Wednesday, June 9, 2010

And then there was floor.

I'm a bad, bad blogger.  And a slow renovator!

I cannot wait to have my house put back together.  We'd only lived here a month before things started coming down (and by things, I mean walls), so, after being here for more than 6 months, I'm ready for the dust to be finally settled, for there to be paint on the walls and some sort of flooring other than plywood.

That being said, we're getting very close with the bathroom.  We have to install the tile on the floor of the shower, grout the whole shower, paint the walls and install the fixtures.  I'll touch on the tiling of the shower stall another time, for now I'll tell you the story of the floor!

Neither Derek nor I had any experience with tiling when we decided to take on this project so we turned to the best resource any DIY'er has: Google and message boards.

A question put out on the Decorating & Renovating board on The Nest led to a new obsession great blog with a lot of awesome how-to's, Young House Love.  John and Sherry tackled a bathroom reno that had them installing 12x12 marble tile on the floors and subway tile in the shower.  Huh, that's what we're doing!  Reading through their tiling post a million times, and consulting many other internet resources (including the John Bridge tile forum, which has as much information about tiling as a library has books) we (mostly, sorta) figured out what we needed to to.

Since we planned to install marble tile, and since our floors had a bit more deflection that is generally recommended, we opted to install Ditra on the floor as a substrate over the plywood.

Anyone that watches Holmes on Homes (or any of Mike Holmes' other shows) is probably familiar with Ditra.  He uses it in basically all of his bathroom renos, and well, if it's good enough for Mike, it's good enough for us.

The Ditra goes, as I mentioned, on top of the subfloor and under your tile.  It acts to strengthen the floor by absorbing any movement that may occur.  It also acts as a water resistant membrane.  It could easily be made fully waterproof (with some of the same stuff we used for the shower) but we opted not to take that step.  Just the Ditra alone provides a lot of protection.

Images from

It's also bright orange.

Our first step was to measure and cut out the sections of Ditra that we'd need.

Chloe helped.

After that we laid down a layer of thinset using an appropriately sized v-notch trowel and pressed the pieces of Ditra down, smoothing it out using a grout float.

We let that set for a day or two and then began planning the layout of the floor tiles.

The way we saw it, we had two options for lay out.  We called them even and offset.



The magic of the internet allowed us to nearly instantly poll a large group of people to find out what they thought worked best.

The results were unanimous for offset, which is good, because that's what we liked best too.  It's also really great for hiding less than perfect work, which is ideal for first time tilers.

So, we laid out some guide lines (that we never ended up using because they were quickly covered in thinset) and got to work.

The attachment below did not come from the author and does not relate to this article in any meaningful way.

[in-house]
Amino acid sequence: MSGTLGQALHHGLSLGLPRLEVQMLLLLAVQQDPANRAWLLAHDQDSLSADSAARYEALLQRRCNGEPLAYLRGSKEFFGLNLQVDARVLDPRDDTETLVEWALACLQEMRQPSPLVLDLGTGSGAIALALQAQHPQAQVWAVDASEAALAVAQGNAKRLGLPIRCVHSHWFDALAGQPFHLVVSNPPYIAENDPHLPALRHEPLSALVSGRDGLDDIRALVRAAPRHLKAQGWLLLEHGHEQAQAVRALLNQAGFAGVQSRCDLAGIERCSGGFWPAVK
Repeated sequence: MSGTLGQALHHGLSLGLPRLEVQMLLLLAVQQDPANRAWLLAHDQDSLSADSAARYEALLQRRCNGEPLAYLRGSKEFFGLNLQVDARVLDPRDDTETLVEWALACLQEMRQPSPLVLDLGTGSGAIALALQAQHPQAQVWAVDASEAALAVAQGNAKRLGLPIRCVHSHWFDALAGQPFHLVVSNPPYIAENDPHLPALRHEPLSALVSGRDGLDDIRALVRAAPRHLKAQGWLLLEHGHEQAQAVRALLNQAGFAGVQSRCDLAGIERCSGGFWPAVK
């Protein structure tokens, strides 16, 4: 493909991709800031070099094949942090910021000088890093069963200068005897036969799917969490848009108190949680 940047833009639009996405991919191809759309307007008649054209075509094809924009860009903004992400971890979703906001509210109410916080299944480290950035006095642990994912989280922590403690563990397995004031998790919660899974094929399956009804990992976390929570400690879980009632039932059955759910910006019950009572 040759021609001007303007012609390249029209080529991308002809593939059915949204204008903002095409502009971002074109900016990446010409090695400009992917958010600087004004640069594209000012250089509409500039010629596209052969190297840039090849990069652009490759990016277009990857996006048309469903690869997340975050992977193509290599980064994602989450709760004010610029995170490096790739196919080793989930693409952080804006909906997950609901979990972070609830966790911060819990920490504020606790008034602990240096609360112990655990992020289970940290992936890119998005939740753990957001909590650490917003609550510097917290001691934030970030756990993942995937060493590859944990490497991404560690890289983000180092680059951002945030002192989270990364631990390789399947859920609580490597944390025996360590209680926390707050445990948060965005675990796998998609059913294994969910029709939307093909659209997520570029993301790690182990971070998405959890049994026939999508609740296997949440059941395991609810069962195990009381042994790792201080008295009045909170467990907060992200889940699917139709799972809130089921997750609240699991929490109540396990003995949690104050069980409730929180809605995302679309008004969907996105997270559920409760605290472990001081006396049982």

Bonus tip: To keep chalk lines from quickly being erased by your feet and tools, cover them over with regular aerosol hairspray!

Here's me at the beginning of the day:

We quickly worked out a great system.  Derek would cut any pieces that had to be cut (on the wet saw set up in the basement) while I laid the tile.  For large runs of full tile, Derek would work ahead of me and trowel out the thinset on the ground while I set and squared the tiles.

As you can see above, we opted to use white thinset for the marble instead of standard grey.  As a natural stone marble is much more porous than ceramic, so it's possible that the colour of the thinset could be seen to seep through the tile.  Going with white thinset eliminates the possibility of any unsightly splotches.

We kept working away in this fashion alllll day long.  As some point we realized we were kinda hungry and scarfed down some grilled cheese and then quickly got back to work.

In order to ensure a good bond, we chose to not only trowel out thinset on the floor, but also back-butter each tile. 

Nearly 9 hours later we were finally down to the last tile (or so we thought)

We got that last tile in place and stepped back to admire our awesomeness.

Then we realized that the two tiles right in the centre of the door were way too light.  Such is the nature of natural stone, not every one is exactly the same, so we asked ourselves if we wanted to pull them up and replace them with others (thankfully we had lots of extras).

Exhausted Andrea and Derek thought that we could live with the colour variation, but we knew that Future Andrea and Derek just wouldn't be satisfied with a less than perfect job when we had the opportunity to correct it, so, up the tiles came, and down new ones went.

We got cleaned up and then promptly drove to Wild Wing and consumed more wings than a normal human should be allowed to.

We gave the floor a good day or so (ok, it was a week) before we tackled the grout.  We opted to go with a light grey that matched well with the veining in the tile.

Apparently I forgot to photo-document the grouting process, but it was fairly straightforward and didn't take a ton of time.  I can say though, Meka definitely approves of our tiling job!

That's all for now.  Once I get my camera back (I we may have forgotten it at a friends house 2.5 hours away at a party a few weekends ago)  I'll share the shower tiling process (which has been slow, but steady) and then we should be up to date!